He fired his rifle eight times in all: four times at Rosenbaum; twice at an unknown person who tried to kick him; once at Anthony Huber, who had hit him with a skateboard; and once at Gaige Grosskreutz, who was armed with a gun. Rosenbaum, 36, and Huber, 26, were killed, and Grosskreutz was wounded.

The events of that night, almost all captured on video, are hardly in dispute. The question before the jury is whether Rittenhouse's actions are to be considered reasonable.

While the prosecution has sought to show Rittenhouse as a criminal gunman, defense attorney Mark Richards said Rittenhouse fired only in self-defense. In opening statements, he described Rosenbaum as the aggressor in the initial shooting and said Huber and Grosskreutz were part of a mob who "attacked him in the street like an animal."

Rittenhouse pleaded not guilty to six charges, including first-degree intentional homicide, first-degree reckless homicide and first-degree attempted intentional homicide. Judge Bruce Schroeder dismissed curfew violation charge on Tuesday, saying prosecutors had failed to present evidence to support it.

Armed paramedic never said he regretted not killing Rittenhouse, friend testifies

After Grosskreutz was shot by Rittenhouse in the arm, the paramedic's former roommate Jacob Marshall visited him in the hospital and posted a photo of the two together. In the comments, he wrote that Grosskreutz had said "his only regret was not killing the kid."

But under oath in court on Wednesday, Marshall testified that he had made up those words and that Grosskreutz had not actually said that.

"I lied. He never said that," Marshall testified. "100% made it all up."

He did so "out of pure anger" and in an attempt to stick up for his friend, he said.

In his testimony Monday, Grosskreutz said he pursued Rittenhouse because he believed the teen was an active shooter. He admitted that he pointed his gun at Rittenhouse but said he did not do so intentionally and "was never trying to kill the defendant."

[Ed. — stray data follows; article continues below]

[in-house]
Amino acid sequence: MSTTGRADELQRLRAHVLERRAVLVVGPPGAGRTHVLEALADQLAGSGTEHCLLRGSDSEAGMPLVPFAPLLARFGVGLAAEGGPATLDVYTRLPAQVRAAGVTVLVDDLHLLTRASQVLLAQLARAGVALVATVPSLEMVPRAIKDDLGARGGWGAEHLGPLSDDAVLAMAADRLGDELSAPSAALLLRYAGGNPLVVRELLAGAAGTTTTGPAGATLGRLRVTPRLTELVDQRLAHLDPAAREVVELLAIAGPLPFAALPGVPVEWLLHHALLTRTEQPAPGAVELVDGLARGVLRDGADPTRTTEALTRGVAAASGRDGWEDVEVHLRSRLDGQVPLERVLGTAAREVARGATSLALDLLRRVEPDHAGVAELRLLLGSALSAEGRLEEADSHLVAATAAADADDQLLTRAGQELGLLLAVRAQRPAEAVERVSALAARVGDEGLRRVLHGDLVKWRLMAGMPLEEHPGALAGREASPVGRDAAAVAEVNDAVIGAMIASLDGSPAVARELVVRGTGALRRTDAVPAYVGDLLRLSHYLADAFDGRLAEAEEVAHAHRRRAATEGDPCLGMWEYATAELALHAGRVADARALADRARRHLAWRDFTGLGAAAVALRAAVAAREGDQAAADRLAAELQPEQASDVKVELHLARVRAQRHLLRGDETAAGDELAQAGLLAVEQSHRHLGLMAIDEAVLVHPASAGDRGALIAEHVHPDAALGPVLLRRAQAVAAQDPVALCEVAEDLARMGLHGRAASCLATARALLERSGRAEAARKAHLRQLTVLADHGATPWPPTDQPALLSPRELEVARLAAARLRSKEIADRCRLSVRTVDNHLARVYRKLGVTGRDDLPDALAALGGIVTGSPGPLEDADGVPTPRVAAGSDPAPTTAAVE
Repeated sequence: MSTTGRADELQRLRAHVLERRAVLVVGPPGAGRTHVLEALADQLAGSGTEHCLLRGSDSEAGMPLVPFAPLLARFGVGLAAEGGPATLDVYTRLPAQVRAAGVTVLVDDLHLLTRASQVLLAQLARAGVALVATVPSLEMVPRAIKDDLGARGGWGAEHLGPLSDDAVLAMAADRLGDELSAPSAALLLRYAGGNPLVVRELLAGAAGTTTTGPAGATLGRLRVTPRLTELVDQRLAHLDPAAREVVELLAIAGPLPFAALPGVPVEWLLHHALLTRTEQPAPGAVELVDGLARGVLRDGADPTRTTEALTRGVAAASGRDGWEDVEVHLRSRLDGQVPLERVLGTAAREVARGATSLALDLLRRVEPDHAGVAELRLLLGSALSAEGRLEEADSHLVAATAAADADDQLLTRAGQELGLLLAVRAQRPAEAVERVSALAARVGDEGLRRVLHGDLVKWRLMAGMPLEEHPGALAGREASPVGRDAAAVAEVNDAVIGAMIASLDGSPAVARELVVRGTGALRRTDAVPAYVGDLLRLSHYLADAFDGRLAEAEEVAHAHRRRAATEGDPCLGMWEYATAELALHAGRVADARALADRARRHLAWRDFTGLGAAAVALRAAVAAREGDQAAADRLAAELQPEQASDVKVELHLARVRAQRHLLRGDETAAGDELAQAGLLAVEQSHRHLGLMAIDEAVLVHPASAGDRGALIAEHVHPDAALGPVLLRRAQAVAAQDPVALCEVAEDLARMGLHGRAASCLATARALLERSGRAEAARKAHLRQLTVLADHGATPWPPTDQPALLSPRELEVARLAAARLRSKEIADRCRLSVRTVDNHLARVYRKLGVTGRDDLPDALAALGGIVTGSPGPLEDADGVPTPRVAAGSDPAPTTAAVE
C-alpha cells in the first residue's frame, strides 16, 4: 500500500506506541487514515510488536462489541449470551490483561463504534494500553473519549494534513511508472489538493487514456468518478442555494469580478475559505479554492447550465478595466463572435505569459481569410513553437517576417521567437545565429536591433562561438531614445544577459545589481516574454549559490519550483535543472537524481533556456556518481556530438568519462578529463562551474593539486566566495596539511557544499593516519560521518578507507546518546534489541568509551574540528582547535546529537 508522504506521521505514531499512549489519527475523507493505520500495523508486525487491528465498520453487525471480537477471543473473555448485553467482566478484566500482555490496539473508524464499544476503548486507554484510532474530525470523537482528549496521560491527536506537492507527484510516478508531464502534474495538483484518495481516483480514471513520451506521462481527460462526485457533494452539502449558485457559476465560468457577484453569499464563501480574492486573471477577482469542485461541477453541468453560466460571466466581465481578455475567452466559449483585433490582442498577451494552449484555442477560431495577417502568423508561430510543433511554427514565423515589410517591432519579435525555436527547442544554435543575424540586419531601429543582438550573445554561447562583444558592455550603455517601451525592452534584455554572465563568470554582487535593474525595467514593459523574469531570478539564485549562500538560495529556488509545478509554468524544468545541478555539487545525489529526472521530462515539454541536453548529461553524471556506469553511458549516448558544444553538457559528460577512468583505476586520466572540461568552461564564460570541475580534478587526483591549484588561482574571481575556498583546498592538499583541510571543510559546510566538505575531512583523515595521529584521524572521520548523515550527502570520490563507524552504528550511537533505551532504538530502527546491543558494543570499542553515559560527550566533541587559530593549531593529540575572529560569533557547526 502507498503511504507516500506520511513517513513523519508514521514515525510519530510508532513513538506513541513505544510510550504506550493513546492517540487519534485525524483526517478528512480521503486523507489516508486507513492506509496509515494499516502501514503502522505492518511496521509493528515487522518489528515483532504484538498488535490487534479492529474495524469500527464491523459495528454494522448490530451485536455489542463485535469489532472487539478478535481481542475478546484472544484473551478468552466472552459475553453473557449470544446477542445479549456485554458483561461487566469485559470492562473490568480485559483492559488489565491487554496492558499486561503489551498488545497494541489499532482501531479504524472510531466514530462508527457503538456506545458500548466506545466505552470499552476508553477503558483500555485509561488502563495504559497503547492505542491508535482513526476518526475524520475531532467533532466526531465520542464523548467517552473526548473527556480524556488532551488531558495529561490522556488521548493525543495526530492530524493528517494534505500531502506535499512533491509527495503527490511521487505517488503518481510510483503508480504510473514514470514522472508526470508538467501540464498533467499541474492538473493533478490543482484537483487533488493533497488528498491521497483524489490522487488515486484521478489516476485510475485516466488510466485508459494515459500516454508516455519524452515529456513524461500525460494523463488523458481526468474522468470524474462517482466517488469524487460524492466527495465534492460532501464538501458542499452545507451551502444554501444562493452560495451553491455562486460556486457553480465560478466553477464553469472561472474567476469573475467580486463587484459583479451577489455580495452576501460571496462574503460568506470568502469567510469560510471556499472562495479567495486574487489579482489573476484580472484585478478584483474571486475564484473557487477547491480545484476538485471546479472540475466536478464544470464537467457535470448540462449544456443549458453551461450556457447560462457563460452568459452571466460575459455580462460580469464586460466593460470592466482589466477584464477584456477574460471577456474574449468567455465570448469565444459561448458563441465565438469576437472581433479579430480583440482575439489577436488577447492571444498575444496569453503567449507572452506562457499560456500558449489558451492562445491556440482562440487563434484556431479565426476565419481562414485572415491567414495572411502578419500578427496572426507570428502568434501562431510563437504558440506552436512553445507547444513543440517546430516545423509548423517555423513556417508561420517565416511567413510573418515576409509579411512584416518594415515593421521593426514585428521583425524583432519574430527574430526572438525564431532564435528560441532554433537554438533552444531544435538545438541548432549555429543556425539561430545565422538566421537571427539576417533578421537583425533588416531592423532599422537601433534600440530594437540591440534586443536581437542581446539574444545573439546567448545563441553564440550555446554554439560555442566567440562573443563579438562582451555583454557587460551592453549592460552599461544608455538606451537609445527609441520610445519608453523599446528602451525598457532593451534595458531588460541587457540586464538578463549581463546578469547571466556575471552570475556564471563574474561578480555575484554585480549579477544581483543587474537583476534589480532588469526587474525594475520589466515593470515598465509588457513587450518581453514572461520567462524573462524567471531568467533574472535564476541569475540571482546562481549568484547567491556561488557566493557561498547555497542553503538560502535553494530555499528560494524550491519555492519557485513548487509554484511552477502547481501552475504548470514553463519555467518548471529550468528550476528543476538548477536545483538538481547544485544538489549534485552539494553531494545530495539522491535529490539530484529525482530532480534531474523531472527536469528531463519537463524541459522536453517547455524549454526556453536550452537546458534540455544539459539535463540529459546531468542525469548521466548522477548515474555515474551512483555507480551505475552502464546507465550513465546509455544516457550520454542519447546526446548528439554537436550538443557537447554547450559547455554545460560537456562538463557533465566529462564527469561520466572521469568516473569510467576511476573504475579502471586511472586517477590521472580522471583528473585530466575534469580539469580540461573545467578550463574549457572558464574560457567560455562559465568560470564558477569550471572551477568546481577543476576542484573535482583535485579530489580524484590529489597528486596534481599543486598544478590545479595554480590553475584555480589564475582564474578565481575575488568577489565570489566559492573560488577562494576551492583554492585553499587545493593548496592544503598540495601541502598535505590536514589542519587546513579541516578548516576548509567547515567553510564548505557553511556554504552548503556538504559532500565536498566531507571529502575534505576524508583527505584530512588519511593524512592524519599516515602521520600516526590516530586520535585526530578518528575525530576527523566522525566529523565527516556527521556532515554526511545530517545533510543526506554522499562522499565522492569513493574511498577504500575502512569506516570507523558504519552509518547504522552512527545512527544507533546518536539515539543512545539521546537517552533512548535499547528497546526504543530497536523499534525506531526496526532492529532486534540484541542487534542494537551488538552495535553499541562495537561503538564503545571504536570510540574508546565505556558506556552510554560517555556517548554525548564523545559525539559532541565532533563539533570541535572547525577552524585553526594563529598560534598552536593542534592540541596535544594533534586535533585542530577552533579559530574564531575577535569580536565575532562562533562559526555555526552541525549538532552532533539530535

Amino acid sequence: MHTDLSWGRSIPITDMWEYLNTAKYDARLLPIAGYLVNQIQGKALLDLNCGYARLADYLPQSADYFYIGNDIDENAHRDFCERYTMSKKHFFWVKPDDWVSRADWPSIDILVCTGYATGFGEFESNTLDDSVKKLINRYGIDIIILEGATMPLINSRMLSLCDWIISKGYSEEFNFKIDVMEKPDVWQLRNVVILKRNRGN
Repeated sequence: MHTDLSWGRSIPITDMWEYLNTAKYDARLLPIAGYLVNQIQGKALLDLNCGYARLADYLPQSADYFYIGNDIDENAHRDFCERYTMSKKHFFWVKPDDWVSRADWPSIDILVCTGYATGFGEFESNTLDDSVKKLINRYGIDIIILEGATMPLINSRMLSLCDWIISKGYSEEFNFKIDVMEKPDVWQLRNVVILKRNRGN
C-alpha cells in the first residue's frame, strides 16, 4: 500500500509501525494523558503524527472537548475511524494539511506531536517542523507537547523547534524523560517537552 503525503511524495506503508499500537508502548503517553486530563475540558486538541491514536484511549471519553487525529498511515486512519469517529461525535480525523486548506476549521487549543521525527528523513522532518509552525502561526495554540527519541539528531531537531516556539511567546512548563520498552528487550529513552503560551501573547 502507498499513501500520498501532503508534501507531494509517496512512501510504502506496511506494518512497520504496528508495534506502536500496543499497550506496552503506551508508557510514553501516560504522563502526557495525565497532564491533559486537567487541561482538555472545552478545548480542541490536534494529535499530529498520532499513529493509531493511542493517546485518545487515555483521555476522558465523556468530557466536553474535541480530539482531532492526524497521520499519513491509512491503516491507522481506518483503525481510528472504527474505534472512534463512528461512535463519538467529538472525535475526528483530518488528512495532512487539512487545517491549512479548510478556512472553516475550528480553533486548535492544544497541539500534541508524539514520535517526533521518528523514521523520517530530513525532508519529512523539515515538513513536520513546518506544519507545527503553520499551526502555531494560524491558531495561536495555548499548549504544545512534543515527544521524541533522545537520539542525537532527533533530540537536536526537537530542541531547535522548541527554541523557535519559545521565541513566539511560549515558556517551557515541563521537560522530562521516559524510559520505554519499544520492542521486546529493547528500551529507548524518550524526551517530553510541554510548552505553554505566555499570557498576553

Defense witnesses: Rittenhouse was sweaty, pale

Four witnesses testified for the defense on Tuesday after the prosecution rested its case.

Nicholas Smith, the defense's first witness, testified that he was on the roof of the car dealership with a group of armed people when he heard gunshots. He testified that he saw Rittenhouse sweating and pale shortly afterward.

"He repeats, 'I just shot someone,' over and over, and I believe at some point he did say he had to shoot someone," Smith said.

JoAnn Fiedler, an armed woman who traveled from West Bend to Kenosha the night of the shootings, similarly testified that Rittenhouse was pale, shaking and stammering his words after the shootings. She described Rittenhouse "pulling his hair back and pulling it back really hard and just, his comment was, 'my God, my life might be over' and just, we're just like, 'OK, calm down.'"

Nathan DeBruin, a freelance photojournalist, testified about some of the fiery unrest and destruction that he saw in Kenosha last year.

Finally, Lucas Zanin testified that he was across the street from a parking lot in Kenosha and saw people destroying vehicles. The defense played for jurors video of that destruction, which was filmed by Zanin's stepdaughter.